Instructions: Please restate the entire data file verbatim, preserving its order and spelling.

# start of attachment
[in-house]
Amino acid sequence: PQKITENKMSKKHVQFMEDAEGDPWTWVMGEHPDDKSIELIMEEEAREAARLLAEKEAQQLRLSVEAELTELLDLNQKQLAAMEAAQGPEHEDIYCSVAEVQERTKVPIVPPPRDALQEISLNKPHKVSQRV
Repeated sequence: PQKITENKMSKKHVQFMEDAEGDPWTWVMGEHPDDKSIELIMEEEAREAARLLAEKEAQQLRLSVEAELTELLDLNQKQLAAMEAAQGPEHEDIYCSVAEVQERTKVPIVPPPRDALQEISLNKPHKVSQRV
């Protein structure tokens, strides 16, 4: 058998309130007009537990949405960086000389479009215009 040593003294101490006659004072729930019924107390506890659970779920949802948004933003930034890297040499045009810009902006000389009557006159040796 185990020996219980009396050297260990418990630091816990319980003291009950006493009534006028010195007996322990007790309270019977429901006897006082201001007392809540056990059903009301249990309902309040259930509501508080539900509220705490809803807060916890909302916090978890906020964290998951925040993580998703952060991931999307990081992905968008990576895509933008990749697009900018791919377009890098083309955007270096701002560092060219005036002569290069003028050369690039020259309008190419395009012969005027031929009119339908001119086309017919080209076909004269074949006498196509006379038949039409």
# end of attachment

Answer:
[in-house]
Amino acid sequence: PQKITENKMSKKHVQFMEDAEGDPWTWVMGEHPDDKSIELIMEEEAREAARLLAEKEAQQLRLSVEAELTELLDLNQKQLAAMEAAQGPEHEDIYCSVAEVQERTKVPIVPPPRDALQEISLNKPHKVSQRV
Repeated sequence: PQKITENKMSKKHVQFMEDAEGDPWTWVMGEHPDDKSIELIMEEEAREAARLLAEKEAQQLRLSVEAELTELLDLNQKQLAAMEAAQGPEHEDIYCSVAEVQERTKVPIVPPPRDALQEISLNKPHKVSQRV
């Protein structure tokens, strides 16, 4: 058998309130007009537990949405960086000389479009215009 040593003294101490006659004072729930019924107390506890659970779920949802948004933003930034890297040499045009810009902006000389009557006159040796 185990020996219980009396050297260990418990630091816990319980003291009950006493009534006028010195007996322990007790309270019977429901006897006082201001007392809540056990059903009301249990309902309040259930509501508080539900509220705490809803807060916890909302916090978890906020964290998951925040993580998703952060991931999307990081992905968008990576895509933008990749697009900018791919377009890098083309955007270096701002560092060219005036002569290069003028050369690039020259309008190419395009012969005027031929009119339908001119086309017919080209076909004269074949006498196509006379038949039409």